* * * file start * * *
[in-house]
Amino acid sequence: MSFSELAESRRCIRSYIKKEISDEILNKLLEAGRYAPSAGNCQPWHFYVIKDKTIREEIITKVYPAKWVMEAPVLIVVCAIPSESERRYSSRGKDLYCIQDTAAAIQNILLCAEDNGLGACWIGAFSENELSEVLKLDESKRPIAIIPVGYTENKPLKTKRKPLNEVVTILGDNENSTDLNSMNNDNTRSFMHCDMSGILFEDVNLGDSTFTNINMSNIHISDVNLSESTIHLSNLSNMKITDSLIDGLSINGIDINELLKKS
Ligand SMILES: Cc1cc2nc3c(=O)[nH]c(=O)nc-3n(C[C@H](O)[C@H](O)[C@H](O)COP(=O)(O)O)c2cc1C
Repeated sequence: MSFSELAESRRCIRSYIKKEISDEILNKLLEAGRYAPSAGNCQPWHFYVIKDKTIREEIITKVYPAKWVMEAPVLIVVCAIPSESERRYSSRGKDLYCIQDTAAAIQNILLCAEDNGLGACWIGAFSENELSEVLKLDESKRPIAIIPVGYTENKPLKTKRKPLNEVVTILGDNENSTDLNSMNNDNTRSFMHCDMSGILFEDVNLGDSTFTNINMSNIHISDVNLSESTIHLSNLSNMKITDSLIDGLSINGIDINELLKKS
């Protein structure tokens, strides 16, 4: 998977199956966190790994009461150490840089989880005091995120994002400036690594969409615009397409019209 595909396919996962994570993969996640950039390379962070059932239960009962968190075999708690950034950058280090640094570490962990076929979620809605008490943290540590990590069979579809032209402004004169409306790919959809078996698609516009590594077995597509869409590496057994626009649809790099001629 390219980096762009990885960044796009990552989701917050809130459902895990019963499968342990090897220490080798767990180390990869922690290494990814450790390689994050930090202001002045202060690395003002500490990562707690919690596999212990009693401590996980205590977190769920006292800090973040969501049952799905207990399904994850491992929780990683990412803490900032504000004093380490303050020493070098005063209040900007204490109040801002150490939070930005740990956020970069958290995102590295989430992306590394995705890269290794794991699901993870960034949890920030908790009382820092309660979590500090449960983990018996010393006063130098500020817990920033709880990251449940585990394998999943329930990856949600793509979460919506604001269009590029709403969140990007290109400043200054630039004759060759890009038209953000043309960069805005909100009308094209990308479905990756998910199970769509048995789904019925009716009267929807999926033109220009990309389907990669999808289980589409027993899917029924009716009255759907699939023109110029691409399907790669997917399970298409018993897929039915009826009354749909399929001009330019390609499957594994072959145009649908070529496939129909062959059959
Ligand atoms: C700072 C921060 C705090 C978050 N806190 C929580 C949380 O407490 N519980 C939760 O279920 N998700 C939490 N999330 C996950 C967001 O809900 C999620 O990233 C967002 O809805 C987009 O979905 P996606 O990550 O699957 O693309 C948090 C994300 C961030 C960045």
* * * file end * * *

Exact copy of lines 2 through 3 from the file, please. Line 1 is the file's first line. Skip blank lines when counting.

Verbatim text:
Amino acid sequence: MSFSELAESRRCIRSYIKKEISDEILNKLLEAGRYAPSAGNCQPWHFYVIKDKTIREEIITKVYPAKWVMEAPVLIVVCAIPSESERRYSSRGKDLYCIQDTAAAIQNILLCAEDNGLGACWIGAFSENELSEVLKLDESKRPIAIIPVGYTENKPLKTKRKPLNEVVTILGDNENSTDLNSMNNDNTRSFMHCDMSGILFEDVNLGDSTFTNINMSNIHISDVNLSESTIHLSNLSNMKITDSLIDGLSINGIDINELLKKS
Ligand SMILES: Cc1cc2nc3c(=O)[nH]c(=O)nc-3n(C[C@H](O)[C@H](O)[C@H](O)COP(=O)(O)O)c2cc1C